Do we have the necessary commercial knowledge and experience?
Do we have the technical know-how to develop the idea further?
Would such a product be suitable for our business?
Are we sure there will be sufficient demand?
After theses questions which help to select the successful ideas and drop the other ones, a few more things can be done to be sure to recognise an exciting technology. Analysed the idea, to see if it is realistic in terms of product’s implementation, and don’t reject the idea of a new product just because you believe it wouldn’t work. In fact, this is really the case of Hoover and Electrolux (cf: part 3), which didn’t believe in Dyson’s product.

Senior managers can then do market research for example, to get a valuable market analysis to help in the decision process.
Different types of screening can then be achieved:
customers screening (or concept testing), but it is hard to get objectives results as customers have difficulties to react to a product without a tryout.

technical screening or testing, permits an extensive analysis with for example an independent consultant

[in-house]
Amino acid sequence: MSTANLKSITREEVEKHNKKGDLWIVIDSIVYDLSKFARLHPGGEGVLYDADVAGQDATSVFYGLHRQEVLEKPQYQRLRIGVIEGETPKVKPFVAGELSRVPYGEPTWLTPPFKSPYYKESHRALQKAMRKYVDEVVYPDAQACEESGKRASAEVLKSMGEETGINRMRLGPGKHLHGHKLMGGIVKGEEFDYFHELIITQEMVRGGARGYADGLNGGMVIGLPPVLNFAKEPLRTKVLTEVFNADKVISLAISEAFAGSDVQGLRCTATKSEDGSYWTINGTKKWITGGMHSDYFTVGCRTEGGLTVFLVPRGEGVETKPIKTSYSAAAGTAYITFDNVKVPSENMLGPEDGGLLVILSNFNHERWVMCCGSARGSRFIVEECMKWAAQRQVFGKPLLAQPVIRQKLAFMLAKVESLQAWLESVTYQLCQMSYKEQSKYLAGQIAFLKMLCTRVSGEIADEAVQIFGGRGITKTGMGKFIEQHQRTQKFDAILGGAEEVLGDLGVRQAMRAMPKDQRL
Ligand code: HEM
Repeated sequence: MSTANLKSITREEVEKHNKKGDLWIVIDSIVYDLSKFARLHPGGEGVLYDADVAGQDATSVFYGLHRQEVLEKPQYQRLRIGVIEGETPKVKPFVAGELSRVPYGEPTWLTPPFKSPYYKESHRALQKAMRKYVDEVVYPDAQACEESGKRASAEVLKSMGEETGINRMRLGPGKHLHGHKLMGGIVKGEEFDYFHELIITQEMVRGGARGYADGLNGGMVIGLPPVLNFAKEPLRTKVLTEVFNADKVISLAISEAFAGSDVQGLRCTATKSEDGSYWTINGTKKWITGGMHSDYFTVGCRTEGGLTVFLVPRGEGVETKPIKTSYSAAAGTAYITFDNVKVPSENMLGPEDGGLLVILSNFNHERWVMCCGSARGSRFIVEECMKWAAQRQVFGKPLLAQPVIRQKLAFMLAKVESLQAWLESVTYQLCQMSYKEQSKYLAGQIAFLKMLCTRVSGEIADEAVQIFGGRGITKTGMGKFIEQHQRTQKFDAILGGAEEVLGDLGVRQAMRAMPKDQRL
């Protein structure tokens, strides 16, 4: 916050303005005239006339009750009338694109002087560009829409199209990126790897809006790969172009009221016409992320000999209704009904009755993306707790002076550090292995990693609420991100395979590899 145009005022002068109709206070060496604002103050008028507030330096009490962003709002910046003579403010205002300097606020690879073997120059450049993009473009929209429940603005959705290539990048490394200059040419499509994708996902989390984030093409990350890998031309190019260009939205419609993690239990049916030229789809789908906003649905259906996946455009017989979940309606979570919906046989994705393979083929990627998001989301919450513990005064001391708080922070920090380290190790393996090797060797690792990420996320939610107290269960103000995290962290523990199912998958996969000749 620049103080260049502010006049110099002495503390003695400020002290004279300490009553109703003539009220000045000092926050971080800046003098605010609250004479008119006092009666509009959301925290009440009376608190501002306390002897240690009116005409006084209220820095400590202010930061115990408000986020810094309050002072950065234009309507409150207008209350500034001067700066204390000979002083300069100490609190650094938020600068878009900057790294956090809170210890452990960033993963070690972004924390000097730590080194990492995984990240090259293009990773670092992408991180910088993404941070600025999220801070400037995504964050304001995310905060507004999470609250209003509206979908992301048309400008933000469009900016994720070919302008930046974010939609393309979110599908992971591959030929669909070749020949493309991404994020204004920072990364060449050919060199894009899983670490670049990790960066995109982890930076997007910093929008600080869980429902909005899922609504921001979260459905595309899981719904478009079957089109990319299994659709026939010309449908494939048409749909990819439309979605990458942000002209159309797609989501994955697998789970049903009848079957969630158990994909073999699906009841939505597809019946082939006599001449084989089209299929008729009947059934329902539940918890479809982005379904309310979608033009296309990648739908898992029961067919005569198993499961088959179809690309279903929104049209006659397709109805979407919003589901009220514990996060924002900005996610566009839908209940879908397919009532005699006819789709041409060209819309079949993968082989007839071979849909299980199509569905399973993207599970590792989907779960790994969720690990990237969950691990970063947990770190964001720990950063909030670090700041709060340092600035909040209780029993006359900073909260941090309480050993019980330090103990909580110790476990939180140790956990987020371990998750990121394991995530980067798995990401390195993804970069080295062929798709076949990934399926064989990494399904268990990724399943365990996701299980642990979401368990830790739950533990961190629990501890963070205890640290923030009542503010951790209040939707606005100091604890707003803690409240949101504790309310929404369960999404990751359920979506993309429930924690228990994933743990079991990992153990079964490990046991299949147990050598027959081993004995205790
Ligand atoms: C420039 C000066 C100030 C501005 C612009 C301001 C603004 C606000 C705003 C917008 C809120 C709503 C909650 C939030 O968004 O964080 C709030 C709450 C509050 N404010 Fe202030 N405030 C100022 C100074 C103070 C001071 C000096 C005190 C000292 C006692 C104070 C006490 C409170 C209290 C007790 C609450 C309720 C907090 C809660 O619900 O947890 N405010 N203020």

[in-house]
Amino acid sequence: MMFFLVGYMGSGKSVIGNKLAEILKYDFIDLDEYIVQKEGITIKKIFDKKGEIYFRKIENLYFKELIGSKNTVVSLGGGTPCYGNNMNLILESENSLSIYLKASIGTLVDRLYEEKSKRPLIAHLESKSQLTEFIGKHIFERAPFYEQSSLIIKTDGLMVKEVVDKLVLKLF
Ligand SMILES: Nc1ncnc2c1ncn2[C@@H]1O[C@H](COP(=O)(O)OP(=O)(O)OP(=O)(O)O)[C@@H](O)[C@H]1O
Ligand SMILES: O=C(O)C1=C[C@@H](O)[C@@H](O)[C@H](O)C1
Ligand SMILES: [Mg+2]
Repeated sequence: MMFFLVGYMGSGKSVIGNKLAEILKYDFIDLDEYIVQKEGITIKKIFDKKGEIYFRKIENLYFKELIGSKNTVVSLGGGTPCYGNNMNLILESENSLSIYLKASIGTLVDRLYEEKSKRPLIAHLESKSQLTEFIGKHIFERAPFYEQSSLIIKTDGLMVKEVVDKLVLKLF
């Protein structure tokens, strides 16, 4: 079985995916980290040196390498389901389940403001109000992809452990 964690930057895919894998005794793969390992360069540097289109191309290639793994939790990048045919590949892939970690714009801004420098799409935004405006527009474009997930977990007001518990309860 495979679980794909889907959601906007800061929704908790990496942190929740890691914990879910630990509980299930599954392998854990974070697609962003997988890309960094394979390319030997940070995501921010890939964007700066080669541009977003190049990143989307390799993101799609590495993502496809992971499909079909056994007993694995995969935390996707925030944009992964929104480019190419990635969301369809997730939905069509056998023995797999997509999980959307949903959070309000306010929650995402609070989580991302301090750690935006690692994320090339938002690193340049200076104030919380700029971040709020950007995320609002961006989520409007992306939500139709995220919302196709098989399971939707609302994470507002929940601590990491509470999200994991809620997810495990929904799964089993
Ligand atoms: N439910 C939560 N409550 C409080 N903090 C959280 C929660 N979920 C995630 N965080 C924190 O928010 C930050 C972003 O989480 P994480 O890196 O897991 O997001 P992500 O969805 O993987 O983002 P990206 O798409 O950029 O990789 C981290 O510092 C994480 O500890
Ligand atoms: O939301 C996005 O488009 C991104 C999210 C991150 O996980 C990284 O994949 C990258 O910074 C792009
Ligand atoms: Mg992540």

final screening, with the use of scoring models
business analysis, with a projection of the product in terms of financial reviews and budgets, which will highlight potential problem not seen yet.
This screening process will helps senior managers to make the right decision about a business opportunity. Another way of deciding whether or not the idea worth it, is to go through three statements:

the idea must deliver value, because between several ideas a good one will deliver better aspects concerning for example convenience, price or choice. Here the senior managers need to have “value sensitivity”

the idea must be actual, because it needs to be likely to happen, an idea realistic and actual
the idea must be practical, because it has to suit the organisation in terms of costs, legality, resources, etc.
To get the best from an idea, senior managers really have to analyse a lot of information, look at them before to leap, think before they act, and aim to hit three points: time, money and efficiency. They have to cut the first one, save the second one, and increase the third one.

More concretely, they are other ways to not dismiss technologies and with it potentially profitable business.
For example, every year in the world, they are a lot of technology events which are real sources of data, information. We can cite the famous Detroit auto show, the Apple show or the Tokyo robots show. In a lot of company, people are in charge of attending to these different events according to kinds of activities, with a view to bring back many ideas in their own Research and Development team to create new projects.

Then, companies can use Competitive Intelligence which is both a process and

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Senior Managers And New Ideas. (July 13, 2021). Retrieved from https://www.freeessays.education/senior-managers-and-new-ideas-essay/